But equal­ly impor­tant are what Frost calls “mind tac­tics” — a warfighter’s men­tal tough­ness and resilience.

“In the past, the empha­sis has always been on the phys­i­cal part, and we have become pret­ty good at man­ag­ing the phys­i­cal resilience and phys­i­cal capa­bil­i­ties of our warfight­ers” he said. “But only recent­ly have we come to rec­og­nize that the mind and body go togeth­er. So unless you have that same opti­mal capa­bil­i­ty for your men­tal per­for­mance, then your phys­i­cal per­for­mance can’t be opti­mal, either.”

For this rea­son, the Human Per­for­mance Resource Cen­ter address­es fam­i­ly and social issues that can impact per­for­mance.

“We rec­og­nize that if a warfight­er is wor­ried about his fam­i­ly, he is not going to be in his opti­mal con­di­tion,” Frost said. “If he does­n’t have the social sup­port sys­tems he needs when he comes home from deploy­ments, or if he is going to be deployed, he is not going to be in his opti­mal men­tal con­di­tion.”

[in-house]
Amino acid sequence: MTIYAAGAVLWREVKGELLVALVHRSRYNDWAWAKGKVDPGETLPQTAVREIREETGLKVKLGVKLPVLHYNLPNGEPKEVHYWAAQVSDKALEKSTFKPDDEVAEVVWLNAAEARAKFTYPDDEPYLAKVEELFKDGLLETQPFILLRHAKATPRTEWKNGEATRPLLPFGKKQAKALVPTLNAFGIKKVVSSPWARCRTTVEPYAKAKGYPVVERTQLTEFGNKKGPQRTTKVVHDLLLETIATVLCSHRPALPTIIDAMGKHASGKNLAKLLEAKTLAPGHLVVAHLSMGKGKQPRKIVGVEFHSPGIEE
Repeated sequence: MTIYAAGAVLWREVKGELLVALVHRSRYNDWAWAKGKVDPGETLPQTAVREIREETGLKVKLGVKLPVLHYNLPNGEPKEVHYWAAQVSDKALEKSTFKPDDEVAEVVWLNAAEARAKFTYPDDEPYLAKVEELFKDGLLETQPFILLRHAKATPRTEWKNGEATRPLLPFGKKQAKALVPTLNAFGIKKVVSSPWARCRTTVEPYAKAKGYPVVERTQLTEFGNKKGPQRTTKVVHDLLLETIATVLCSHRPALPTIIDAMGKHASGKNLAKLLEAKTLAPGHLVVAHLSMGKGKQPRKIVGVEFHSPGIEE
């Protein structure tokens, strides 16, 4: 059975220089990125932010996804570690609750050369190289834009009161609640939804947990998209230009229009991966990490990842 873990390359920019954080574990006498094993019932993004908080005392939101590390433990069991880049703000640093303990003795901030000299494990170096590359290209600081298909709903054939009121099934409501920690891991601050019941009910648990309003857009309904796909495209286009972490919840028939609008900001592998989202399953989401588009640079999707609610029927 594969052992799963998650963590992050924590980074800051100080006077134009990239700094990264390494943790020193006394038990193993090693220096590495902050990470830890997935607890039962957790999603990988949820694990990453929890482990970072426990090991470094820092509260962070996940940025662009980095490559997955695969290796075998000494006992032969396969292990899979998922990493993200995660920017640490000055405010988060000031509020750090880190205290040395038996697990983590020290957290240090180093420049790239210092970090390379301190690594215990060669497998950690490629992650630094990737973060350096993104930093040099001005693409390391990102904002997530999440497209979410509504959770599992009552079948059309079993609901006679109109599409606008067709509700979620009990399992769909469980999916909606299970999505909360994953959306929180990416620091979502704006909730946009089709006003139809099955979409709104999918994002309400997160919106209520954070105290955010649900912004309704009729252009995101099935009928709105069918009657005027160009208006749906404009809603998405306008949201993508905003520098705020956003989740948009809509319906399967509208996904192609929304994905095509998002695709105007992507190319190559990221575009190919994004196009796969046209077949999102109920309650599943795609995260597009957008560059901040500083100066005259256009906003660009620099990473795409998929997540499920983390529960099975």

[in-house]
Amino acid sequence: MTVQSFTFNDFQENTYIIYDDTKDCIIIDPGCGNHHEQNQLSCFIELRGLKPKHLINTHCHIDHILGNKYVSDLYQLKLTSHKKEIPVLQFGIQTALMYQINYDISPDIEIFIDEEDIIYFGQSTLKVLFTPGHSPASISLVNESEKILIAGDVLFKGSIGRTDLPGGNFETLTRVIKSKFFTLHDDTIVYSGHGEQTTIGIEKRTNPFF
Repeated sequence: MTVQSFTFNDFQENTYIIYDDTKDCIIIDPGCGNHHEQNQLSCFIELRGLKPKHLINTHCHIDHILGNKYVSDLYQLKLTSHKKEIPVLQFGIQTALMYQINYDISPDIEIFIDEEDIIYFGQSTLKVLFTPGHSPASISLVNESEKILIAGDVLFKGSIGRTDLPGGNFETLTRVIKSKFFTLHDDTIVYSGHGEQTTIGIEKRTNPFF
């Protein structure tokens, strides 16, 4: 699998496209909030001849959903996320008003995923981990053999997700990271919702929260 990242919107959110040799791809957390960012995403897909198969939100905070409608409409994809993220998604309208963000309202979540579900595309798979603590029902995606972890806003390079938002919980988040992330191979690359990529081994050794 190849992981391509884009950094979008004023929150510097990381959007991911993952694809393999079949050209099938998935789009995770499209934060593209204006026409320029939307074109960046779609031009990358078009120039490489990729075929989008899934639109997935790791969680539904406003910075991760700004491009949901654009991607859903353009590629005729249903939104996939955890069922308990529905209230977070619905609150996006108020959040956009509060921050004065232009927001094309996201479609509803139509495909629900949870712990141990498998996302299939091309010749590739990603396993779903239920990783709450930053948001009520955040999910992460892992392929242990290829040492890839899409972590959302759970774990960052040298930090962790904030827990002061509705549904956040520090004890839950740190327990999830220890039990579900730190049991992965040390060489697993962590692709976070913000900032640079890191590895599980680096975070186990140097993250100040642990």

Ulti­mate­ly, Frost hopes the mil­i­tary com­mu­ni­ty will come to rec­og­nize the Human Per­for­mance Resource Cen­ter as the place to go for unvar­nished, sci­en­tif­i­cal­ly proven infor­ma­tion about fac­tors that affect warfight­er per­for­mance.

“If we can get the Human Per­for­mance Resource Cen­ter to tru­ly become the go-to place for our warfight­ers, our health care providers, the line lead­er­ship and researchers so they aren’t sim­ply Googling for infor­ma­tion, I think we can go a long way toward enhanc­ing the coor­di­na­tion, com­mu­ni­ca­tion and col­lab­o­ra­tion among the ser­vices and DOD around human per­for­mance,” Frost said. “I think that will be a won­der­ful goal.”

U.S. Depart­ment of Defense
Office of the Assis­tant Sec­re­tary of Defense (Pub­lic Affairs)